where is the more complex model (nonGaussian in our case) that reduces to the simpler model (Gaussian) when the set of parameters goes to (). Here, is the posterior for (plotted in Figure 5) and represents the prior for the parameter in the complex model . Our current case only has one parameter () and one datum (the dipolar asymmetry ). While there may be other interesting possibilities to consider for the prior probability of , we illustrate the calculation of above using the constraint on the parameter from largescale bispectrum measurements as reported by the WMAP and Planck missions as the prior.
In Table 1, we list SDDR for a few values of . For the prior, we have used the folded normal distribution for which is a rough estimate of for the largest scale i.e. up to from Smith et al. (2009). Note that the only value from the prior pdf that is used to compute the SDDR is , so the above consideration from largescale constraints is the same as using a uniform prior for in the range . If the prior range is expanded, then the magnitude of increases thereby reducing the evidence for nonzero . For (whose value roughly corresponds to observed ), the strength of evidence for a nonzero is between weak and moderate in the empirical (Jefferys’) scale Jeffreys (1961) quoted, for example, in Table 1 of Trotta (2008).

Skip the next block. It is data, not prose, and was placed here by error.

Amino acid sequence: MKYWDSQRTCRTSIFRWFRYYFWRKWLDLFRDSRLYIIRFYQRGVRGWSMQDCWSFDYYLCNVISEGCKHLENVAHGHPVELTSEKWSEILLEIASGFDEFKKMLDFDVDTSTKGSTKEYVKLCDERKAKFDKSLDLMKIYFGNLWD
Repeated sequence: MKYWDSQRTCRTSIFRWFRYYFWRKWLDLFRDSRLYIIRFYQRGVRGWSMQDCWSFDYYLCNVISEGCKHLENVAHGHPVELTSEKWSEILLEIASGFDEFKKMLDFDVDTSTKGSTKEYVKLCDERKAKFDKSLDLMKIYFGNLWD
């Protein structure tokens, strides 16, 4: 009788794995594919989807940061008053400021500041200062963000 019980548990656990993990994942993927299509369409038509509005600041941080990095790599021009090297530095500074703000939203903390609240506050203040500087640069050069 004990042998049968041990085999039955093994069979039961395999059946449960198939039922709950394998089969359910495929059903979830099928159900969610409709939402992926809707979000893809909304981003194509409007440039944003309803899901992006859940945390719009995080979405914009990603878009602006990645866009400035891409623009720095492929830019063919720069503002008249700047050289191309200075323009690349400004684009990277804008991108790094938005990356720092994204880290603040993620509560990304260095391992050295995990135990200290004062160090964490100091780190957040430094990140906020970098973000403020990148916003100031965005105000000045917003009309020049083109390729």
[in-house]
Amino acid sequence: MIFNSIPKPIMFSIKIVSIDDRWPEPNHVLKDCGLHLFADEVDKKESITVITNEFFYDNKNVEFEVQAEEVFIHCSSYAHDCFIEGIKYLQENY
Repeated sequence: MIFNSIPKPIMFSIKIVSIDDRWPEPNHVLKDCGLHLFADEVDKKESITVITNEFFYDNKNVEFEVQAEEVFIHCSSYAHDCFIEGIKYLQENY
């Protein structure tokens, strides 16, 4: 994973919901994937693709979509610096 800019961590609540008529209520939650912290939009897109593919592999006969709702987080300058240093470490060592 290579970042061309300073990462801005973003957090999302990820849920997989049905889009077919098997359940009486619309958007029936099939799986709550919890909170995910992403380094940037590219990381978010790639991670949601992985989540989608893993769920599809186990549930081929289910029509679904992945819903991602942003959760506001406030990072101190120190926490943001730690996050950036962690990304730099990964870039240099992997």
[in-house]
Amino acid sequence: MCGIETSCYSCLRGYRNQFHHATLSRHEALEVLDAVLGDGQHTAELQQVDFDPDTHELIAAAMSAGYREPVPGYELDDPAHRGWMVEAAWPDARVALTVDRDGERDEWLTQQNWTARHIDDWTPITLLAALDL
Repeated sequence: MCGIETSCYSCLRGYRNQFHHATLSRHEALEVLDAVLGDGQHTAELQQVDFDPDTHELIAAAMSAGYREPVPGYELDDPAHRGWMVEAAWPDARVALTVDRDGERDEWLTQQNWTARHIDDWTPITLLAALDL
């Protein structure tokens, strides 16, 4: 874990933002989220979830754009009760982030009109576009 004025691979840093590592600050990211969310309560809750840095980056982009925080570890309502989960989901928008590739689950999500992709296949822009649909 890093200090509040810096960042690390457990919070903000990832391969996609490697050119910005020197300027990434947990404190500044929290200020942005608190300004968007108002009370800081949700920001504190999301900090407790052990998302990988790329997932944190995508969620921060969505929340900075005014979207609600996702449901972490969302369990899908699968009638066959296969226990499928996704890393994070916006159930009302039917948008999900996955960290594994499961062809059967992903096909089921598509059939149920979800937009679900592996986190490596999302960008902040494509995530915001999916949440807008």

value  SDDR ()  

0.02  0.5511  1.1362  0.128 
0.04  0.0381  0.6174  0.482 
0.05  0.0043  0.3211  1.136 
0.055  0.001  0.2012  1.603 
0.06  0.0003  0.1123  2.186